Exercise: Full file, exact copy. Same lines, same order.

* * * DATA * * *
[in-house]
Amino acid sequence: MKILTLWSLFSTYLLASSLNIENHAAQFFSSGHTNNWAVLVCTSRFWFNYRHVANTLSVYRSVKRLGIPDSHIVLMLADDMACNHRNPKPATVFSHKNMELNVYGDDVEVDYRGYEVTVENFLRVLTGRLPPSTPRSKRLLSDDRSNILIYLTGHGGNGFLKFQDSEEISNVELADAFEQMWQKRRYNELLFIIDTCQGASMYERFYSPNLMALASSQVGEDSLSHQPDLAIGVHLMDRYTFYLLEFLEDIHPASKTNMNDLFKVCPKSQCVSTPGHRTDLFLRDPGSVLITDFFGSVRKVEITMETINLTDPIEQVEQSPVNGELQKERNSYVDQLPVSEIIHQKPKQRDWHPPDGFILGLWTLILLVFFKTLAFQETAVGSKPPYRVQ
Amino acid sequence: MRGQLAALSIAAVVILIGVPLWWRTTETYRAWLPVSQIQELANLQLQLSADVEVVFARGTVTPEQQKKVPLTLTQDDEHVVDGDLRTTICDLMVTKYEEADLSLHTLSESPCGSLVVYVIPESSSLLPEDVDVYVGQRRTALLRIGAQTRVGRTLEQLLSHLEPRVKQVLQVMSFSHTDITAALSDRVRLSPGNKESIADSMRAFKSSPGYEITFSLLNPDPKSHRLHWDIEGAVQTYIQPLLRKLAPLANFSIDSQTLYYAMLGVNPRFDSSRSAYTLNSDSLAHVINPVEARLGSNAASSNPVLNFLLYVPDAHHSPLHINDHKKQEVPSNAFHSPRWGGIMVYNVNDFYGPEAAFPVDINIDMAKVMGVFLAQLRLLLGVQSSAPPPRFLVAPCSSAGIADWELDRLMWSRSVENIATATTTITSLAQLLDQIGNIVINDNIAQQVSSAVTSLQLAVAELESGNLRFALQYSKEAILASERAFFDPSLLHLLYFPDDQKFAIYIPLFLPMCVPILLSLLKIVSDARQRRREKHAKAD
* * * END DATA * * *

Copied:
[in-house]
Amino acid sequence: MKILTLWSLFSTYLLASSLNIENHAAQFFSSGHTNNWAVLVCTSRFWFNYRHVANTLSVYRSVKRLGIPDSHIVLMLADDMACNHRNPKPATVFSHKNMELNVYGDDVEVDYRGYEVTVENFLRVLTGRLPPSTPRSKRLLSDDRSNILIYLTGHGGNGFLKFQDSEEISNVELADAFEQMWQKRRYNELLFIIDTCQGASMYERFYSPNLMALASSQVGEDSLSHQPDLAIGVHLMDRYTFYLLEFLEDIHPASKTNMNDLFKVCPKSQCVSTPGHRTDLFLRDPGSVLITDFFGSVRKVEITMETINLTDPIEQVEQSPVNGELQKERNSYVDQLPVSEIIHQKPKQRDWHPPDGFILGLWTLILLVFFKTLAFQETAVGSKPPYRVQ
Amino acid sequence: MRGQLAALSIAAVVILIGVPLWWRTTETYRAWLPVSQIQELANLQLQLSADVEVVFARGTVTPEQQKKVPLTLTQDDEHVVDGDLRTTICDLMVTKYEEADLSLHTLSESPCGSLVVYVIPESSSLLPEDVDVYVGQRRTALLRIGAQTRVGRTLEQLLSHLEPRVKQVLQVMSFSHTDITAALSDRVRLSPGNKESIADSMRAFKSSPGYEITFSLLNPDPKSHRLHWDIEGAVQTYIQPLLRKLAPLANFSIDSQTLYYAMLGVNPRFDSSRSAYTLNSDSLAHVINPVEARLGSNAASSNPVLNFLLYVPDAHHSPLHINDHKKQEVPSNAFHSPRWGGIMVYNVNDFYGPEAAFPVDINIDMAKVMGVFLAQLRLLLGVQSSAPPPRFLVAPCSSAGIADWELDRLMWSRSVENIATATTTITSLAQLLDQIGNIVINDNIAQQVSSAVTSLQLAVAELESGNLRFALQYSKEAILASERAFFDPSLLHLLYFPDDQKFAIYIPLFLPMCVPILLSLLKIVSDARQRRREKHAKAD